Anniversary thoughts

My weak-ass camera’s attempt at a blood moon snapshot from the park near our house 🙂


“Watch all that is happening around you.  It may be messy.  But it’s also seriously beautiful and really delicious.” ~ Shannon Hayes

  1. As many folks know, one of my favorite nonfiction books of all time is Shannon Hayes Radical Homemakers. It’s literally one of the few books that come to mind when someone asks, “what books changed your life?” (fyi another is Dr. Christiane Northrup’s Women’s Bodies, Women’s Wisdom). Anyhow, I’m on her mailing list and just love love love her blog post on the top five mistakes small farmers and radical homemakers make when trying to live this awesome kind of life, and feel like, as she put it, we’re sometimes “in the pressure cooker.” And in it, it really comes down to advice about communicating, planning, and taking risks.

  2. A little awesomeness from my hometown – my hubby always was curious about the li’l horses tied up around town, so we found The Horse Project site that explains it all 🙂

  3. There’s a lot of shit going around with the hashtag #WhiteFeminism which honestly I think is a load of garbage. Why? Because it’s labeling white women who are racist as feminists. That’s the thing y’all, if you’re racist or homophobic or ageist, you are NOT a feminist. Remember the actual definition of feminism: that all women are equal to men. Period. Not based on color, sexuality, age, or any other category used to separate and discriminate. There’s a great article by Gloria Steinem, who has always walked hand in hand with feminists of all colors, about how black women founded feminism. It gets so exhausting seeing people – mostly women, it seems – competing to whether racism or feminism is worse, and you know what? They are both equally shitty. “Suffrage” supposedly came in 1920 but Native Americans didn’t get citizenship til later, and the Voting Rights Act didn’t protect the rights of blacks to vote until 1965. So with that, it’s only been 50 years since ALL women have had the right to vote. Yet ironically, even though the Civil Rights Act passed, the Equal Rights Amendment has never been fully ratified to constitutionally protect the rights of women. I’m pretty damn sick and tired of this self-congratulatory attitude of our country kissing the ass of the Constitution which was created for white male property owners – NOT all people. It had some good ideas, but it also had some bad stuff in it. So here it is just after the latest anniversary of 9/11 and instead of us patting ourselves on the back and worshiping our military as “heroes” (who, let’s face it, are sent out to protect not our safety at home but the economic interests of the rich and powerful), let’s do something to lessen the hate and increase the love.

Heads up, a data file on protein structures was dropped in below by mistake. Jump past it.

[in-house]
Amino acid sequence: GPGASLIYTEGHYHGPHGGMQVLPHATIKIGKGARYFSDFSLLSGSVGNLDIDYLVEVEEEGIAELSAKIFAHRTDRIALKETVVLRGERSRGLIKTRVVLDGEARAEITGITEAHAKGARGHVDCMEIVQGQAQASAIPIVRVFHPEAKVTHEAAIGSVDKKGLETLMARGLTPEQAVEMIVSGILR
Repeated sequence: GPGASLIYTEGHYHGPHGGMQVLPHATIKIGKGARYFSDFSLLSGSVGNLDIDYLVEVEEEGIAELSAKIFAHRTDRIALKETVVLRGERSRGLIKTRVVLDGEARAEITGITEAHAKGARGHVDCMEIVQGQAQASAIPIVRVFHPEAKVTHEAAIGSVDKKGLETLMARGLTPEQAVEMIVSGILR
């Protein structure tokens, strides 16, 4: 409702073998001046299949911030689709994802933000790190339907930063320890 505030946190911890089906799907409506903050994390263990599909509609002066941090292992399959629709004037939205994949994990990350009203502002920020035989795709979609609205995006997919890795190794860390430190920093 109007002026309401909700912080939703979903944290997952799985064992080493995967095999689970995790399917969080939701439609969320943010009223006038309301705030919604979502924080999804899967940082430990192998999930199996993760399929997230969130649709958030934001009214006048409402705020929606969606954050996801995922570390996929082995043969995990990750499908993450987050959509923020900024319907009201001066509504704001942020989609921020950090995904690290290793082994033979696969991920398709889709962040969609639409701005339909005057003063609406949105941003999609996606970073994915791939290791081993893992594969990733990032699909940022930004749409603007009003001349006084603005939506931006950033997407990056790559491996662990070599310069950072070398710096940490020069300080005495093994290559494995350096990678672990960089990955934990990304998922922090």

4. Phthalates. We’ve heard of them. We know to avoid them. Women – are the men in your lives avoiding them? It’s also shown that DEHP, a common phthalate, lowers sperm motility.

  5. I’ve been thinking about body image and self-acceptance a lot, both in myself and with what so many go through. If you’ve been thin your whole life, it often takes education from thicker folks to see why life is a bit different for those who don’t meet society’s standards. 10 Struggles of Women with Big Thighs is a real, sometimes funny, explanation. Having fluctuated between a size 4 and a size 18 over the past 25 years, I know what it’s like to both be “too skinny”, worrying about how I didn’t have any hips or boobs, to being labeled “obese” in capital letters by my (since fired for her ignorance, neglect and overall assholishness) first RE.

  6. Another good article on making your own toothpaste, deo, and more. This one has recipes with ingredients that most grocery stores near me actually have (d’oh!). 🙂

  7. And finally, Lena Dunham interviews Hillary Clinton. I never was a fan of Girls but I do dig the Dunham smarts. Bernie’s a nice guy, yes, but we are starved as a country for female leadership. I know she will look out for our gender – something I’ve always felt was secondary to our past (even our good current one) presidents. Stop expecting her to be perfect – none of the men are. What I care about is that she’s fought for women more than any other politician out there, both here and around the world. No one else has made the health, safety and success of women as important as she has. Period.

“Woman’s degradation is in mans idea of his sexual rights. Our religion, laws, customs, are all founded on the belief that woman was made for man.” ― Elizabeth Cady Stanton

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